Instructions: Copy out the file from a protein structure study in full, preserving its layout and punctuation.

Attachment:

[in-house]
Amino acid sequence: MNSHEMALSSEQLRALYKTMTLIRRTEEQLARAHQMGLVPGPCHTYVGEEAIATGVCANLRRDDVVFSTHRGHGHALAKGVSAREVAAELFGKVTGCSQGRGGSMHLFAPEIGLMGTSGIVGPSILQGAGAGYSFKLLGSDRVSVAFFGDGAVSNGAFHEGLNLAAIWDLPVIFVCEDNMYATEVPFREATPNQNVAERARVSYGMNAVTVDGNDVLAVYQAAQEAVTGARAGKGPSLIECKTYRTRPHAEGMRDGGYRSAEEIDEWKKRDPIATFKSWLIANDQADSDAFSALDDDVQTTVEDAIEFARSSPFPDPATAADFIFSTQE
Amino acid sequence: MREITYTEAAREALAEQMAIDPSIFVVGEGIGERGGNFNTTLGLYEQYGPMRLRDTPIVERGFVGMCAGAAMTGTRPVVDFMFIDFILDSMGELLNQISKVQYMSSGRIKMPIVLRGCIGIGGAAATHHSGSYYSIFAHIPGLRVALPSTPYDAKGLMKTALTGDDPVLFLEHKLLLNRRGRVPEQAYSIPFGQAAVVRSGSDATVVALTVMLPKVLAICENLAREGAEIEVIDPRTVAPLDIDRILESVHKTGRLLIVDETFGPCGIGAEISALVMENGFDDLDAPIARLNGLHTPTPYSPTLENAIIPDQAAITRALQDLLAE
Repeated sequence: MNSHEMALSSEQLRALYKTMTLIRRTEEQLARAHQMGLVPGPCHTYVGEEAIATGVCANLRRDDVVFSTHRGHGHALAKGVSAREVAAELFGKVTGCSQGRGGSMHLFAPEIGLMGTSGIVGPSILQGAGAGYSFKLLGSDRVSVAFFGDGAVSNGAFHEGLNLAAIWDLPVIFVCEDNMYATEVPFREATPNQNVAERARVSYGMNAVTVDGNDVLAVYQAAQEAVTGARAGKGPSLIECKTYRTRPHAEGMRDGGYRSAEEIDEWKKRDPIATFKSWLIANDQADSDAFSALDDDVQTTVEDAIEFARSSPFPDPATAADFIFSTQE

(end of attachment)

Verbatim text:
[in-house]
Amino acid sequence: MNSHEMALSSEQLRALYKTMTLIRRTEEQLARAHQMGLVPGPCHTYVGEEAIATGVCANLRRDDVVFSTHRGHGHALAKGVSAREVAAELFGKVTGCSQGRGGSMHLFAPEIGLMGTSGIVGPSILQGAGAGYSFKLLGSDRVSVAFFGDGAVSNGAFHEGLNLAAIWDLPVIFVCEDNMYATEVPFREATPNQNVAERARVSYGMNAVTVDGNDVLAVYQAAQEAVTGARAGKGPSLIECKTYRTRPHAEGMRDGGYRSAEEIDEWKKRDPIATFKSWLIANDQADSDAFSALDDDVQTTVEDAIEFARSSPFPDPATAADFIFSTQE
Amino acid sequence: MREITYTEAAREALAEQMAIDPSIFVVGEGIGERGGNFNTTLGLYEQYGPMRLRDTPIVERGFVGMCAGAAMTGTRPVVDFMFIDFILDSMGELLNQISKVQYMSSGRIKMPIVLRGCIGIGGAAATHHSGSYYSIFAHIPGLRVALPSTPYDAKGLMKTALTGDDPVLFLEHKLLLNRRGRVPEQAYSIPFGQAAVVRSGSDATVVALTVMLPKVLAICENLAREGAEIEVIDPRTVAPLDIDRILESVHKTGRLLIVDETFGPCGIGAEISALVMENGFDDLDAPIARLNGLHTPTPYSPTLENAIIPDQAAITRALQDLLAE
Repeated sequence: MNSHEMALSSEQLRALYKTMTLIRRTEEQLARAHQMGLVPGPCHTYVGEEAIATGVCANLRRDDVVFSTHRGHGHALAKGVSAREVAAELFGKVTGCSQGRGGSMHLFAPEIGLMGTSGIVGPSILQGAGAGYSFKLLGSDRVSVAFFGDGAVSNGAFHEGLNLAAIWDLPVIFVCEDNMYATEVPFREATPNQNVAERARVSYGMNAVTVDGNDVLAVYQAAQEAVTGARAGKGPSLIECKTYRTRPHAEGMRDGGYRSAEEIDEWKKRDPIATFKSWLIANDQADSDAFSALDDDVQTTVEDAIEFARSSPFPDPATAADFIFSTQE